• Do your lawyers know about ADR and how to use it?
  • Do your lawyers ensure that ADR clauses are inserted into contracts where appropriate?
  • Do risk managers and those from whom your lawyers take instructions know about ADR and how to use it?

    If you can can answer yes to all three, congratulations! If not, consider contacting one of the ADR organisations - CEDR Solve or ADR Group - to find out more.

    XXX plc was a well known company in a regional city. An unfortunate (but not unforeseeable) event occurred and XXX found itself in dispute with a group of people, all of whom potentially had legal claims for damages against it.

    The claimants appointed solicitors. They publicly demanded justice. The regional press became very interested. Solicitors acting for the company and its insurers advised that legal liability was not clear-cut and decisions about the payment of damages could not be made until considerable further investigations had been carried out.

    The national press then became interested and the PR heat was turned up further, with public meetings of the claimants. In the regional press the issue was making headlines. It was claimed that XXX was prevaricating and seeking to avoid, if not evade, its responsibilities.

    Then XXX publicly offered to mediate all of the claims. It was made clear that no admission was made on liability and the offer did not constitute a promise to make a payment on any particular case. The claimants were warned that matters would still take some time to resolve. Instantly the matter became less newsworthy. The controversy faded and the journalists went elsewhere.

    In offering to mediate, the company (and its insurers) had merely agreed to hold private, without prejudice negotiations in good faith, with a view to settlement where legal liability could be established. But it was seen to be doing the decent thing; the move was reassuring to the claimants and an almost total PR solution so far as the company's reputation was concerned.

    (This is based on a case handled by Crutes Law Firm.)

    Once both sides have agreed to mediation and chosen a mediator, a time and place for meeting is agreed. This may be in the mediator's office or in another neutral location. Mediation is not a formal process, so the mediator will invite the parties to join him or her around the table.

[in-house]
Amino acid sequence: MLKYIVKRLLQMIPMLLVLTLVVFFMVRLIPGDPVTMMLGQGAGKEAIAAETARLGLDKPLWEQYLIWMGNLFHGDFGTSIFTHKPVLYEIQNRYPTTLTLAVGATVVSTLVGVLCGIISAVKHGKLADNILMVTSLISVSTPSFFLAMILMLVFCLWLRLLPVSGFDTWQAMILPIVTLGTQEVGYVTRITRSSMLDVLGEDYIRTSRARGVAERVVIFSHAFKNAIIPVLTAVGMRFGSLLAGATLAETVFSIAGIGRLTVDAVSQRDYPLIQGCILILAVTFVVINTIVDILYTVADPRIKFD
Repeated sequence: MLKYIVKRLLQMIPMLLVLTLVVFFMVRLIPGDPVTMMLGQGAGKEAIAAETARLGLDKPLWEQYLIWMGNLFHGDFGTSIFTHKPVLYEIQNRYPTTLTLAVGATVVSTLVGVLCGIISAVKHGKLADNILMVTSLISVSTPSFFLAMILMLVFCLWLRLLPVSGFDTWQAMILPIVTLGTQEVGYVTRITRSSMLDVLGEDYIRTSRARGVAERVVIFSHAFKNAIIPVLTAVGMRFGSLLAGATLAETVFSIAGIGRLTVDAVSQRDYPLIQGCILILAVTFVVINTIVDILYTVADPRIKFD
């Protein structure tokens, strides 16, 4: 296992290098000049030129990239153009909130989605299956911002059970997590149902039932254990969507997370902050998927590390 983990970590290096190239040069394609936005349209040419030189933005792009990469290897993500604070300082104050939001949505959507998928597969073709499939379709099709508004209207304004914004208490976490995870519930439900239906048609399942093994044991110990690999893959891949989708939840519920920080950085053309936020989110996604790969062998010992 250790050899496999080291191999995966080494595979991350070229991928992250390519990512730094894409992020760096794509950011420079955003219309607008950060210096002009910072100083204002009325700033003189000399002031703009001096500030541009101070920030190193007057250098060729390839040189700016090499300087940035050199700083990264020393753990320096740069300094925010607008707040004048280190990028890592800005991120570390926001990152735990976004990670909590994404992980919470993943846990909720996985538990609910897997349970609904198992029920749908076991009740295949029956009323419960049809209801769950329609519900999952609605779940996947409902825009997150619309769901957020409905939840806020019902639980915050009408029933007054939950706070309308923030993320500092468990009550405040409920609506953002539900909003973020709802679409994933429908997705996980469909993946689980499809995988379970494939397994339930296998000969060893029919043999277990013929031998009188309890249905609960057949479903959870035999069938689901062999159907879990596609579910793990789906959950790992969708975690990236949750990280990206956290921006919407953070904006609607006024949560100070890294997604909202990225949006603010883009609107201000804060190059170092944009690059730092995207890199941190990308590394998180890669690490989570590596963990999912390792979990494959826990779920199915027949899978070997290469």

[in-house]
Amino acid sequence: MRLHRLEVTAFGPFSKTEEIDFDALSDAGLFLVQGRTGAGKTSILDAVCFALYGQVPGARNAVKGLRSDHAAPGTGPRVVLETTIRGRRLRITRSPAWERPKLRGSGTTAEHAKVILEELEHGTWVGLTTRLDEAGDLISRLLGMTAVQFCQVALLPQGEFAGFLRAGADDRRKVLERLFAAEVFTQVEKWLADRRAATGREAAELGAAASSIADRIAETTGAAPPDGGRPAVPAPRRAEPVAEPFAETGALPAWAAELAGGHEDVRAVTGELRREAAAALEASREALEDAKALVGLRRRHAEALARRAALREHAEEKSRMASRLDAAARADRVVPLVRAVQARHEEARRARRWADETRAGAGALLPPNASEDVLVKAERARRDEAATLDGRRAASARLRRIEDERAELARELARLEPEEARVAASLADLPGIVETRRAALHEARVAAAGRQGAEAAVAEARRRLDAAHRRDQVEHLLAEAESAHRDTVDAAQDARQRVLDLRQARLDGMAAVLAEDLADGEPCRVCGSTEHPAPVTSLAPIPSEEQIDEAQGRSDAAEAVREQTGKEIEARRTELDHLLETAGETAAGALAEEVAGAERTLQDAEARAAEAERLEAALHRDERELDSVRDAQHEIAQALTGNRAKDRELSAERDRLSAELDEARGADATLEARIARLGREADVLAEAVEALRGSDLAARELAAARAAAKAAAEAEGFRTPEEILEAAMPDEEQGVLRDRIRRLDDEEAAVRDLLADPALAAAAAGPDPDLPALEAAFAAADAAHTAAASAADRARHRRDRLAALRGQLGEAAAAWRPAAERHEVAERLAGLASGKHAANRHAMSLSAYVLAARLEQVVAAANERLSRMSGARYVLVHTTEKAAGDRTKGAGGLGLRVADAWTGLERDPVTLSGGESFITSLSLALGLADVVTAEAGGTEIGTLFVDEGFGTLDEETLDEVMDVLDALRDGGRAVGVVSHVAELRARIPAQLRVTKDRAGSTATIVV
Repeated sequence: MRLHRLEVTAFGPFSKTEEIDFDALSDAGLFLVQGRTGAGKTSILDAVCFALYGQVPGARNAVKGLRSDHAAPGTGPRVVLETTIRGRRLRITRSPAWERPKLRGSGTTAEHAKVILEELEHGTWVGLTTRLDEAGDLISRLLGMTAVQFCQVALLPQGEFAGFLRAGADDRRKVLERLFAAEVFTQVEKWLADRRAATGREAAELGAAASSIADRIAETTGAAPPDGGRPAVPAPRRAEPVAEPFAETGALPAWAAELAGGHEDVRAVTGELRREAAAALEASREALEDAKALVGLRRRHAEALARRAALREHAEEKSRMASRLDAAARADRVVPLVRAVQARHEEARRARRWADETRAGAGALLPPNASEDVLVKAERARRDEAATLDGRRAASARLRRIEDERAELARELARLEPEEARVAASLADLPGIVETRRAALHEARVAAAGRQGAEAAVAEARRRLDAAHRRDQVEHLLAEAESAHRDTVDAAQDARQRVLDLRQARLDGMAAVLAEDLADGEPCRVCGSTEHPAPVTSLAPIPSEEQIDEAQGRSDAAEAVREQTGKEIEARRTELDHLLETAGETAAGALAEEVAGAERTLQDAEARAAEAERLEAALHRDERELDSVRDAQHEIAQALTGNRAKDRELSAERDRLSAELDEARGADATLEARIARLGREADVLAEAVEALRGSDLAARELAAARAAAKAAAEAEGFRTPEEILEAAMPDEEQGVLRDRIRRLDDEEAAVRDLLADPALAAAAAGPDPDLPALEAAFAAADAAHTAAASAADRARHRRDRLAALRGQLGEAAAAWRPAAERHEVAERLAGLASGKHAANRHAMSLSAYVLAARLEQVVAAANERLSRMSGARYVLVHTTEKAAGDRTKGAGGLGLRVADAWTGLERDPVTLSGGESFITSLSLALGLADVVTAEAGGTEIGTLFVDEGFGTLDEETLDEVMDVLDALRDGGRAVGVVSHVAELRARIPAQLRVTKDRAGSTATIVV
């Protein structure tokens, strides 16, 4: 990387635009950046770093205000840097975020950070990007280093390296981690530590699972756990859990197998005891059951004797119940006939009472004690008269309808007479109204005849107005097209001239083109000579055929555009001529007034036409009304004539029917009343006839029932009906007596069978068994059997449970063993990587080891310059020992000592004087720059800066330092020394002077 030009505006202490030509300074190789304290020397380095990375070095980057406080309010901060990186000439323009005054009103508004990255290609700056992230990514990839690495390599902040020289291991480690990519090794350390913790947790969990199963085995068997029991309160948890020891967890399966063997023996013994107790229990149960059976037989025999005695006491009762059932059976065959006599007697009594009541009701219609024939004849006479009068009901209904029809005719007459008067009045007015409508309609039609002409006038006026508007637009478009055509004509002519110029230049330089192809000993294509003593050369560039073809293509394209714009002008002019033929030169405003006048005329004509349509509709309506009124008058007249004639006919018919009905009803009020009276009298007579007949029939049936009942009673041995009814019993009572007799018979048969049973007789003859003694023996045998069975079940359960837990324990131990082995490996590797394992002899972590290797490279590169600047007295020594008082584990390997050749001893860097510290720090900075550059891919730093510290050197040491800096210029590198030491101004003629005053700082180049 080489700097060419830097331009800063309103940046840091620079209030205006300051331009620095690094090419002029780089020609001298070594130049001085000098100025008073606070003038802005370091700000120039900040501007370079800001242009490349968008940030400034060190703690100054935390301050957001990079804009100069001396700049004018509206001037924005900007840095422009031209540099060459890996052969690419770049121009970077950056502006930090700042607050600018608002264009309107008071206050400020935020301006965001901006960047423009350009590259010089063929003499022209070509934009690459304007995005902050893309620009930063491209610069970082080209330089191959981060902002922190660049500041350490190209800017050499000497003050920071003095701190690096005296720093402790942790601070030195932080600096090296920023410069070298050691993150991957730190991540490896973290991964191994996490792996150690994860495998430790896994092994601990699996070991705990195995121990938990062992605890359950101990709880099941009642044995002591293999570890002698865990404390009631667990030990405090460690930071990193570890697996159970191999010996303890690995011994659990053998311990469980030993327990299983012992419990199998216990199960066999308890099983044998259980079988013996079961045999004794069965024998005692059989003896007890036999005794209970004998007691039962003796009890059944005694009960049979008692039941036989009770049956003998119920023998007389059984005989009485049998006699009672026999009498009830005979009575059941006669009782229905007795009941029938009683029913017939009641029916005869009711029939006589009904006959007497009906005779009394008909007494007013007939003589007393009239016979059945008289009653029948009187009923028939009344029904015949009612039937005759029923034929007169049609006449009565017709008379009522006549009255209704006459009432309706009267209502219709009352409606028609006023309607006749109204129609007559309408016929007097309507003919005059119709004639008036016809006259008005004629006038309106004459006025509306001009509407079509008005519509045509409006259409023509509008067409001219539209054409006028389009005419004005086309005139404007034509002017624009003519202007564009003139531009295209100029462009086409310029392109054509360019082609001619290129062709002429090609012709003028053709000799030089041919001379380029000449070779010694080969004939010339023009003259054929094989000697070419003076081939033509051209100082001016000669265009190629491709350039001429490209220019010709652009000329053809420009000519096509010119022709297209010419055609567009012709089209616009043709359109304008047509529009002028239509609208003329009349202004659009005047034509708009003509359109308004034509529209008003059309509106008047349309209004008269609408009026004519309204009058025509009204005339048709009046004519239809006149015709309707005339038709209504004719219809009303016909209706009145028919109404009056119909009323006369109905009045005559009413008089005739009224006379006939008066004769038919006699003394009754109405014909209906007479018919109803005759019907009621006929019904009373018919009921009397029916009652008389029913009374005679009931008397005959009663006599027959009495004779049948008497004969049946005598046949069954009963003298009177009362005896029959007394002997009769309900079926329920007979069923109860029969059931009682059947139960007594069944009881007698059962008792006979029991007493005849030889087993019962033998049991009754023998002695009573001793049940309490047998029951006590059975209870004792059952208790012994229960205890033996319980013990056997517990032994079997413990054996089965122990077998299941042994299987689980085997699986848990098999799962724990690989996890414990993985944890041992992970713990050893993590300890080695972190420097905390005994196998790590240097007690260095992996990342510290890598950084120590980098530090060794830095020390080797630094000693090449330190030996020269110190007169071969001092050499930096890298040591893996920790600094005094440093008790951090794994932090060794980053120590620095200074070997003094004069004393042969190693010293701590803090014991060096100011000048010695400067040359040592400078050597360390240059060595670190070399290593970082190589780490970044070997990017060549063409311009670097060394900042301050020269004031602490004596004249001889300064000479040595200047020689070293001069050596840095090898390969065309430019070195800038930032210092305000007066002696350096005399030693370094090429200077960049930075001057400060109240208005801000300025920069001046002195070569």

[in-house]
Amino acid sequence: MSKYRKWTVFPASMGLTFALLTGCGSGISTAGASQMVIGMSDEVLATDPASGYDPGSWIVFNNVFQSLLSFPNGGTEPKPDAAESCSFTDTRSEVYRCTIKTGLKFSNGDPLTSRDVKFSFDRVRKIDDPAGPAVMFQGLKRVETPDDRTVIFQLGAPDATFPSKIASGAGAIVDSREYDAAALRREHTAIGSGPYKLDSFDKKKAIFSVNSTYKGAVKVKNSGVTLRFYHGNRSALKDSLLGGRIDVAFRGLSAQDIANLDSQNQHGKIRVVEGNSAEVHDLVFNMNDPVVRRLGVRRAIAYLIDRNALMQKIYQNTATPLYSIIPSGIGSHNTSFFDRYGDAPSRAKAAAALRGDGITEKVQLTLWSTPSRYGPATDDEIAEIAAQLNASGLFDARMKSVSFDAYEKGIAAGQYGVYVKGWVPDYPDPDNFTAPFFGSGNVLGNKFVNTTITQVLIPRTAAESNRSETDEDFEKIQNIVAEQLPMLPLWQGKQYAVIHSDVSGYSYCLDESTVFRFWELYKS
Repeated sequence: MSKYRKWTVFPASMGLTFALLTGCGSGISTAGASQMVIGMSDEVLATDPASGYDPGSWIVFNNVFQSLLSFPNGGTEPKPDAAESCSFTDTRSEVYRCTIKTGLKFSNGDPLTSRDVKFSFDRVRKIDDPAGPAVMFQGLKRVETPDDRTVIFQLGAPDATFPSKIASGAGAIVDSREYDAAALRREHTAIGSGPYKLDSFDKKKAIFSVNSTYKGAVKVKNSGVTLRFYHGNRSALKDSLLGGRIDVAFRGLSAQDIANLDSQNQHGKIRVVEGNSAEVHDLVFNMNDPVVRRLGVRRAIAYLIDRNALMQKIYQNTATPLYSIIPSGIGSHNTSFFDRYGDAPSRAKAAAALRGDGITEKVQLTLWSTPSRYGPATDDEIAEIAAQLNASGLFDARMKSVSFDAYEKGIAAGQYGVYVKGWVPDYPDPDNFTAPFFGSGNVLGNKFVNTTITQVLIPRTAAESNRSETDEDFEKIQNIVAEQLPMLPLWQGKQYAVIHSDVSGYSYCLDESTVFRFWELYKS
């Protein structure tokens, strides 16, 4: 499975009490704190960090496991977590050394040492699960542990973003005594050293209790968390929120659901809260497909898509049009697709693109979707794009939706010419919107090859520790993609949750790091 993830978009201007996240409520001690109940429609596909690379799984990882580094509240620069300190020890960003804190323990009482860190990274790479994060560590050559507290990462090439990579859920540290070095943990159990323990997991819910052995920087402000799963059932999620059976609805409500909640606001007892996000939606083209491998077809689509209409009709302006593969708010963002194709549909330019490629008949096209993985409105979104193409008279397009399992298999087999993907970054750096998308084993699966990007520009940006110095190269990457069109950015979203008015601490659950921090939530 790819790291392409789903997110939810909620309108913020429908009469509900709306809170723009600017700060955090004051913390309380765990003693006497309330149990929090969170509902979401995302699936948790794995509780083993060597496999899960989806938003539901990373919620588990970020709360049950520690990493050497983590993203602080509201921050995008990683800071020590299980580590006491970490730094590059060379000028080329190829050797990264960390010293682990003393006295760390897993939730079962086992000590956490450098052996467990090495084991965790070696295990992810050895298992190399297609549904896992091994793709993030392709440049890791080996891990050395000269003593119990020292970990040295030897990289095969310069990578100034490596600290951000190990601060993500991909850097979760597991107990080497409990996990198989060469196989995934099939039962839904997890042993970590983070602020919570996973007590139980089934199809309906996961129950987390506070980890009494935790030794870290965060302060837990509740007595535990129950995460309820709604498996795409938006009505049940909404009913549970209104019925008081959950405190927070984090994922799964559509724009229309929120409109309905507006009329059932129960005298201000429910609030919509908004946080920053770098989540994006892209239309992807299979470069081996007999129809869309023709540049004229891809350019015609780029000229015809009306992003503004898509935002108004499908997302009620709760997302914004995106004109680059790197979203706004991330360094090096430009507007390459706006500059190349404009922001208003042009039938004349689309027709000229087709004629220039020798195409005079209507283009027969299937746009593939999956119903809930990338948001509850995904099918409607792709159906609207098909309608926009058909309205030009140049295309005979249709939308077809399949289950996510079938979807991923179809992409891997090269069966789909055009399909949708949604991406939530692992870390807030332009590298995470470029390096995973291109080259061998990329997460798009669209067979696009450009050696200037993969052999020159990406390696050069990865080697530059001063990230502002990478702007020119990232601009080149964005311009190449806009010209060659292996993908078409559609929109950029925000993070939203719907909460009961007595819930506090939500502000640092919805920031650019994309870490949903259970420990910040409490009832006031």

The mediator will begin by explaining the process, and will then ask each party to put their point of view. In most cases, the mediator will then talk with each party in confidence in a private room. Such private meetings enable the mediator to understand what the parties want to achieve, and what they feel they can afford to tell the other side.

    Over the next few hours, the mediator will shuttle between the parties, clarifying the issues and looking for a mutually acceptable settlement. Gradually, each side begins to appreciate more clearly the options for settlement, and the costs and risks of not settling.

    Either party can walk out of the mediation at any time if they feel they are not getting what they want. Everything which happens in the mediation is 'without prejudice', so the parties can carry on preparing to go to court as if the mediation had never happened. However, many mediation providers claim a settlement rate of over 90% .

    When agreement has been reached, the mediator will bring the parties together and may ask the solicitors to draw up a formal agreement. This agreement is like any other reached through negotiation: it forms a binding contract between the parties. It is decided by the clients and their solicitors. If legal proceedings have already commenced, the parties will usually agree a formal order to conclude the proceedings.

    For further information about ADR contact:

    CEDR Solve www.cedrsolve.com Tel: 020 7536 6000

    Exchange Tower
    1 Harbour Exchange Square
    London E14 9G


    ADR Group
    www.adrgroup.co.uk Tel: 0117 946 7180

    Grove House
    Grove Road
    Bristol BS6 6UN

    You can view model ADR clauses for insertion into contracts at: www.adrgroup.co.uk


    Tim Wallis is a solicitor, mediator and senior partner of Crutes Law Firm, Tel: 0191 212 5653, e-mail: tim.wallis@crutes.co.uk

    Part of this article is based on the writer's contribution to the ADR section in Sweet and Maxwell's publication 'The Litigation Practice'.